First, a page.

the present demand will be sustained. Such money as is available
might be better spent on renovations to existing residences, such as
Totem Park and Place Vanier, both
of which are in large part decrepit.
Given that the intramural program provided a major impetus for
the passage of the referendum, it is
not surprising that the development
of athletic facilities was also a high
priority. In part this was a protest
vote, for Intramurals has repeatedly
been denied access to facilities (eg.
fields) by the selfish elitism of the
athletics department. Any facilities
which are built must be for recreational users only, in particular the
Intramurals program.
If the athletics department needs
such things it can damn well build
its own. Indeed, it may well be time
to abolish the $9 athletics fee, given
that varsity sports have little
relevance to an institution of higher
learning and in any case enjoy little,
if any, non-partisan student support.
Your Nov. 23 article on the
referendum reports Nestor Korchinsky, director of Intramurals, as
stating that two-thirds of the $3 increase (per student) in Intramural
fees would go to satisfy the needs of
a burgeoning bureaucracy. One can
only hope that some small portion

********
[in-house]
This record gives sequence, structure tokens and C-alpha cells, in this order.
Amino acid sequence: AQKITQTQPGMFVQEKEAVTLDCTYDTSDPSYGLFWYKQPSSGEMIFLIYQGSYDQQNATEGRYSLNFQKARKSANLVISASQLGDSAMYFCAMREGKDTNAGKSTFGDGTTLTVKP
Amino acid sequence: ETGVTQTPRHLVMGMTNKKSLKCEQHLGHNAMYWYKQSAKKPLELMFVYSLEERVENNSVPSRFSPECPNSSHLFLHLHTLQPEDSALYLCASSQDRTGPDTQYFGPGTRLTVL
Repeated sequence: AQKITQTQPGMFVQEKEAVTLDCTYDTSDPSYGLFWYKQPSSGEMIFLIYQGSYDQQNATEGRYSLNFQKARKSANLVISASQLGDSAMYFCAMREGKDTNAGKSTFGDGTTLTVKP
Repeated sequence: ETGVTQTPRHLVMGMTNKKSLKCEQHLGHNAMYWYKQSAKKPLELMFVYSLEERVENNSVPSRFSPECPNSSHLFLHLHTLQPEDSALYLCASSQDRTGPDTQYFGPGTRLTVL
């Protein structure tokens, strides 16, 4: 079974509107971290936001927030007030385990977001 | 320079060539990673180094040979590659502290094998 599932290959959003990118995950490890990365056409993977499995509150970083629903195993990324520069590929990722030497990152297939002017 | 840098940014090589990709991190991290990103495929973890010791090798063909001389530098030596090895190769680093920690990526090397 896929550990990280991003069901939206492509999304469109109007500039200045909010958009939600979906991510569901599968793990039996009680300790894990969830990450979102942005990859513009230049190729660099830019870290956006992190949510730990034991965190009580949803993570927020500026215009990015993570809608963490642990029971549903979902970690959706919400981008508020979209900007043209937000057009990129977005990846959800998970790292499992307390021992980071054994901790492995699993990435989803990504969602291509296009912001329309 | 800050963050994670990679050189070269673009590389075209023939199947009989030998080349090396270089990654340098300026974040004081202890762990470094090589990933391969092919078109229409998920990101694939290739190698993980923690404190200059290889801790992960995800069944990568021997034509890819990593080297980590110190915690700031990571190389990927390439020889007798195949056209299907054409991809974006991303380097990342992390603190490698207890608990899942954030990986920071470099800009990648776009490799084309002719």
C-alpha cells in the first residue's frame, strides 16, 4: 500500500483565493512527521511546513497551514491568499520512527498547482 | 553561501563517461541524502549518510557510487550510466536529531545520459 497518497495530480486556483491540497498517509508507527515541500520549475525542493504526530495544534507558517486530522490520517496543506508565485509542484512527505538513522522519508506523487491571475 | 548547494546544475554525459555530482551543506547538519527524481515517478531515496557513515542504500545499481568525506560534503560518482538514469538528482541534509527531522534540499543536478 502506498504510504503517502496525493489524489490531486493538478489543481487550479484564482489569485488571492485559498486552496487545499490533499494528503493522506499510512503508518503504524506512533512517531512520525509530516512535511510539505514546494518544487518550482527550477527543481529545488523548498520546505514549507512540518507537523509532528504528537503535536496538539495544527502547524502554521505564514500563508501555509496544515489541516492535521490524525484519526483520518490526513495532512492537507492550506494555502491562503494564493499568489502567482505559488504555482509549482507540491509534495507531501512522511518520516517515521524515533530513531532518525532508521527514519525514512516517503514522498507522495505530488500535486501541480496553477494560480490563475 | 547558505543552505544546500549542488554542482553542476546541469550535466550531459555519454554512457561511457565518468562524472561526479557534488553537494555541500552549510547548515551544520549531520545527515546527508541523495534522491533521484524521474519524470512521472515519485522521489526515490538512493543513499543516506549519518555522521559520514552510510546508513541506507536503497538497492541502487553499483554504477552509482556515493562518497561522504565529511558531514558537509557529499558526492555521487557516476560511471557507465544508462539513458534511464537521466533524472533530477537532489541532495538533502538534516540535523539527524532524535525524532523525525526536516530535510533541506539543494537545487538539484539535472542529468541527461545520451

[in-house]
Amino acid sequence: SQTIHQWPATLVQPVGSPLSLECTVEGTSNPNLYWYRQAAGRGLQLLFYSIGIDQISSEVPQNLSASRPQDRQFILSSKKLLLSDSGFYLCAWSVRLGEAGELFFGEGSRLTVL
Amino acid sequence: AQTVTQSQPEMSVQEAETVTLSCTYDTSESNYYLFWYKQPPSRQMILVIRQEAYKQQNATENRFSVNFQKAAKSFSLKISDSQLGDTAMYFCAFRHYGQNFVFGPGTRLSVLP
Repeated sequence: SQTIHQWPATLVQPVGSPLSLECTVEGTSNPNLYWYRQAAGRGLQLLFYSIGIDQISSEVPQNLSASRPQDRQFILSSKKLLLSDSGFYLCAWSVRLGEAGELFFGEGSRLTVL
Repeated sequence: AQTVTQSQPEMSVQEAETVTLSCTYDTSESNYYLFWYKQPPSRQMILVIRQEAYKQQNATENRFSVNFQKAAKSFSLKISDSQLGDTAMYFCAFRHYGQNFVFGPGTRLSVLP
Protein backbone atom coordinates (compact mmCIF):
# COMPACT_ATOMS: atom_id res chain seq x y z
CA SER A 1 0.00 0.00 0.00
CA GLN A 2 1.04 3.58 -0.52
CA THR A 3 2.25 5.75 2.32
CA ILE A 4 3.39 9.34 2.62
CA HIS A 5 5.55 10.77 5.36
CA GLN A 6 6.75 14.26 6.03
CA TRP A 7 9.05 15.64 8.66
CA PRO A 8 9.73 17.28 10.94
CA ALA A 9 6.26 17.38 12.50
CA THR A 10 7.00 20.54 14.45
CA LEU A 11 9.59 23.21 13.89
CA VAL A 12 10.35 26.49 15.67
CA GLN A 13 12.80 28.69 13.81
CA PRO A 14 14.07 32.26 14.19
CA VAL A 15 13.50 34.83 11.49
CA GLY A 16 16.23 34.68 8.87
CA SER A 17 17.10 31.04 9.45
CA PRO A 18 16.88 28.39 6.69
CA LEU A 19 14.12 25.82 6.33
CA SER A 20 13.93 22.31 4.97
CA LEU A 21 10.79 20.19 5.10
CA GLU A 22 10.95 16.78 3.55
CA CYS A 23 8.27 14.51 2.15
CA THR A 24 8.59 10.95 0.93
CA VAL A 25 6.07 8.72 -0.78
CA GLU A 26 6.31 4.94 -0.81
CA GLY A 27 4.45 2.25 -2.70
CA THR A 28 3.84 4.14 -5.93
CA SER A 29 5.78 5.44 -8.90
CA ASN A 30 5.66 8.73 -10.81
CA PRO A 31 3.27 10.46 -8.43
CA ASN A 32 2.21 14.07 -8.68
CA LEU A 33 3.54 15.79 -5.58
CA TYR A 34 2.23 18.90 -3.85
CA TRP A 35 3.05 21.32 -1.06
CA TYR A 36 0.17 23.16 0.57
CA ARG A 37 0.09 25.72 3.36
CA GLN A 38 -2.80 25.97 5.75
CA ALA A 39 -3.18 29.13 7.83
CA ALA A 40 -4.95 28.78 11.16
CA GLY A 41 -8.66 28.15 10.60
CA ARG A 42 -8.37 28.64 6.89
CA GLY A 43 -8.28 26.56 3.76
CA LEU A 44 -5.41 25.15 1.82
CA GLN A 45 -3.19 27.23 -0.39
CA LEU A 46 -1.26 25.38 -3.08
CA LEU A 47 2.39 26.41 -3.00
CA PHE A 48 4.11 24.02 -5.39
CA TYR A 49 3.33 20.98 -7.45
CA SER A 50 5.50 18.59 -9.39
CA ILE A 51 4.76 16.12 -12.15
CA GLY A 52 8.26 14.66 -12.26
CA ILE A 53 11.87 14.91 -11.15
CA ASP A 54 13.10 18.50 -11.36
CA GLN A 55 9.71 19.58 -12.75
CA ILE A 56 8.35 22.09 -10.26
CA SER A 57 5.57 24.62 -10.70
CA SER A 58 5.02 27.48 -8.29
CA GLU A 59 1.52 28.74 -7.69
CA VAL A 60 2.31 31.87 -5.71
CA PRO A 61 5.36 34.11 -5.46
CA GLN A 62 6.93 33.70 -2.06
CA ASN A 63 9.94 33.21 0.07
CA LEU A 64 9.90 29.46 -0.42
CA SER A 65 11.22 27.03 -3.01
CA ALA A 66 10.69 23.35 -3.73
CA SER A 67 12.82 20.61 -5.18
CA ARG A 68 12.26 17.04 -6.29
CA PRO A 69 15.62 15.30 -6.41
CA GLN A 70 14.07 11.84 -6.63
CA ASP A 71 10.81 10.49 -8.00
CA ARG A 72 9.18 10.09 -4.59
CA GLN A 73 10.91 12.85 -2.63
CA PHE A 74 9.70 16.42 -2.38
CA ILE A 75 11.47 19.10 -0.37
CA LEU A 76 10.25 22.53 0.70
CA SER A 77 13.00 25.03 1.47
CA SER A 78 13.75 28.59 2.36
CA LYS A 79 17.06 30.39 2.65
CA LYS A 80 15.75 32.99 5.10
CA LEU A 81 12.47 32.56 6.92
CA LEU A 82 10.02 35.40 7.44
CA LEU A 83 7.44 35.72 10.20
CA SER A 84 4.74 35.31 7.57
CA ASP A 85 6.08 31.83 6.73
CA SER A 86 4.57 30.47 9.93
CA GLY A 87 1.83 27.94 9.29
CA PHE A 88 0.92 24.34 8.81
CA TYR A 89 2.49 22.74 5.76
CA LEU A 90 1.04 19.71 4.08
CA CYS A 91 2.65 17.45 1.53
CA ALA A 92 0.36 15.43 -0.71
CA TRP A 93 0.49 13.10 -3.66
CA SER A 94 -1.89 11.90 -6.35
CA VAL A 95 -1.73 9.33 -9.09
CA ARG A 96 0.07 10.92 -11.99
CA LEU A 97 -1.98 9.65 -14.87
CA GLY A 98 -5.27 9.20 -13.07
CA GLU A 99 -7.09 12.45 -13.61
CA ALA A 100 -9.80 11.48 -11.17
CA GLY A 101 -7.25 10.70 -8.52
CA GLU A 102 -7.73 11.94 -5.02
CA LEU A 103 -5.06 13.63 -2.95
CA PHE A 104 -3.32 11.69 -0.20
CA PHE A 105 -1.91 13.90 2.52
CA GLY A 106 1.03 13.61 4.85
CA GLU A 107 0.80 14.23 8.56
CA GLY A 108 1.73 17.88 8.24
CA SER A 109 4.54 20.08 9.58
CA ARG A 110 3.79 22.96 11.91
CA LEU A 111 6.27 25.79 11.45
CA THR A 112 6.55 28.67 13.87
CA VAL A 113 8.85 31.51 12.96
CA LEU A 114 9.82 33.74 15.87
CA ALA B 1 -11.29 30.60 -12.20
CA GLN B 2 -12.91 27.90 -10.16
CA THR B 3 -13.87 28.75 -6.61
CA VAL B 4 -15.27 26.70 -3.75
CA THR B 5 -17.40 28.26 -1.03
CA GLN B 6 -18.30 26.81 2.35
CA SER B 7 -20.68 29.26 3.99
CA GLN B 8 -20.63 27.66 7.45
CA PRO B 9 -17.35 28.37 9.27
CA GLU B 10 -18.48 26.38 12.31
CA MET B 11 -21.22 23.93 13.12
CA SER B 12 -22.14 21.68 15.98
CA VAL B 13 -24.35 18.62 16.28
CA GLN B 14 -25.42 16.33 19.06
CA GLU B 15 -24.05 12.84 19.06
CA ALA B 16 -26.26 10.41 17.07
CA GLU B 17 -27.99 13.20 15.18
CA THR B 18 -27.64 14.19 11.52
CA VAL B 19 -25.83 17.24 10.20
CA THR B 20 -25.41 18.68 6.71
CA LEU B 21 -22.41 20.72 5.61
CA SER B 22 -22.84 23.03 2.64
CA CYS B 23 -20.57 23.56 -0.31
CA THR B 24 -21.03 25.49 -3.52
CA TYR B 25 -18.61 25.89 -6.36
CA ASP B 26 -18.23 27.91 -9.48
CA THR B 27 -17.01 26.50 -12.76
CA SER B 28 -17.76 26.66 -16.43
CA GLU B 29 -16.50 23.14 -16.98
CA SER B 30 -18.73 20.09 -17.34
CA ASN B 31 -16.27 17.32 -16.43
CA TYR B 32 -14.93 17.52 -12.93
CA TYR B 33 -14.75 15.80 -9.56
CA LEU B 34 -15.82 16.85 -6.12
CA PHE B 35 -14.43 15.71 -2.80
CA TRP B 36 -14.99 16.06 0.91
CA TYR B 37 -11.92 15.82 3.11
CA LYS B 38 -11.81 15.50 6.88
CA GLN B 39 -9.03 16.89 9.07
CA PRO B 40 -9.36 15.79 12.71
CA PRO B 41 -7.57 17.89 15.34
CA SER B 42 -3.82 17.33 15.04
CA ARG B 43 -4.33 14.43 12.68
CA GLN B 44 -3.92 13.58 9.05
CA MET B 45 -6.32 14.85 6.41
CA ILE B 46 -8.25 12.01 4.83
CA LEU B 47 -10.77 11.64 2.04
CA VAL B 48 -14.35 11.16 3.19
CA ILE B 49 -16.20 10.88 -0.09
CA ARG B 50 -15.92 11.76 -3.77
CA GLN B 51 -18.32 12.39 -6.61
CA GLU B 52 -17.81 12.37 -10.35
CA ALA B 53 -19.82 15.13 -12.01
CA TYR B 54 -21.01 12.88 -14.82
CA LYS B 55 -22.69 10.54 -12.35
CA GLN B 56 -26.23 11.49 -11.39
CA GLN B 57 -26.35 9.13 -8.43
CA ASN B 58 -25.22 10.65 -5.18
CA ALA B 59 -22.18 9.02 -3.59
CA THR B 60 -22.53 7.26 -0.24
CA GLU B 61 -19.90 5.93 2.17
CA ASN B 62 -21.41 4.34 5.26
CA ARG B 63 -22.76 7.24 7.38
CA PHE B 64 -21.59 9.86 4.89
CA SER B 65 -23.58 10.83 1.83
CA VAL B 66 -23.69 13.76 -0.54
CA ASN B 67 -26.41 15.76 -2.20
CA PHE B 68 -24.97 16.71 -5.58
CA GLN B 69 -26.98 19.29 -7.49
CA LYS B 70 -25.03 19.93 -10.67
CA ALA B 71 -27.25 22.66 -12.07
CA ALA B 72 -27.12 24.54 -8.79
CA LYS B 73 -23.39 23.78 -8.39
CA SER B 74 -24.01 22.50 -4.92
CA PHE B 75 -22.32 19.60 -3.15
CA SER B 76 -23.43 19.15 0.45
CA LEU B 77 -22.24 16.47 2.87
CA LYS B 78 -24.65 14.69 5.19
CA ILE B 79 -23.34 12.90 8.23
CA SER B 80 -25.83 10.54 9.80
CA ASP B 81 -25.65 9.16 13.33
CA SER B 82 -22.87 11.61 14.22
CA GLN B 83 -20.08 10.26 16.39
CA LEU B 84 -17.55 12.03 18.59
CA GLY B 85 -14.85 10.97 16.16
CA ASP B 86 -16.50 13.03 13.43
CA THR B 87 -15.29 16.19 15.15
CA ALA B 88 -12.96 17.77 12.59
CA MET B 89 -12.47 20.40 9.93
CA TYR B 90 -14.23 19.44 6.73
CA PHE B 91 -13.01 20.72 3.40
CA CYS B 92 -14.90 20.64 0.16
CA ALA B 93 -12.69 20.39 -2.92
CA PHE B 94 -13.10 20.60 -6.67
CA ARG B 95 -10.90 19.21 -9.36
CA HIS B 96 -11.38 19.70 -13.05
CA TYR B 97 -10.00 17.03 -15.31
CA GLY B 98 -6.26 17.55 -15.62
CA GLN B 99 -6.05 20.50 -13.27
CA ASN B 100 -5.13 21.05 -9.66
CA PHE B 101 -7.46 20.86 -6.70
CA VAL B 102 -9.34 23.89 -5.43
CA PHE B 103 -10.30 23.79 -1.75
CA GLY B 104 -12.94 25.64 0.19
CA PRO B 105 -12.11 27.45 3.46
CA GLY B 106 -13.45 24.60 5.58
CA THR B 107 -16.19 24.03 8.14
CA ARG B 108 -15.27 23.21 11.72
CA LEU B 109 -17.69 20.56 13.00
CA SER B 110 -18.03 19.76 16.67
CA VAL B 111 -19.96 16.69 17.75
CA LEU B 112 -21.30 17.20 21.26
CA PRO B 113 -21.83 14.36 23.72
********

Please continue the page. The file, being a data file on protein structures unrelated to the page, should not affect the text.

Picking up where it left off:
of this 200 per cent increase will be
set aside for other purposes,
notably capital projects such as
equipment purchases and facility
development.
Unfortunately, parkade construction was also a high priority.
Motorists at UBC are already
pampered in terms of access to campus and in the huge areas wasted for
parking. At the same time the
heavily used University boulevard
bike path is in appalling condition.
Millions of dollars have been spent
catering to the demands of UBC
motorists; perhaps now a few thousand could be grudgingly spent on
reconstruction and maintenance of
the bike path, thus satisfying the
modest needs of cyclists.
Anders Ourom
Law 3
Students to become
fishy bureaucrats
By ROBERT BEYNON
Asking a student to explain the
world is like asking a goldfish in a
glass bowl to explain the sea.
Both the student and goldfish
cannot explain these subjects due to
ignorance caused by insularity.
The goldfish can stay in its bowl,
but the student, full of misconceptions, is thrown from UBC into a
world with which the student has
had little contact.
(freestyle)
The graduated student, due to
misconceptions gained at UBC,
does not integrate into society. The
student becomes a boss and a
beauracrat, not a member of society.
This insularity starts when
students insulate themselves from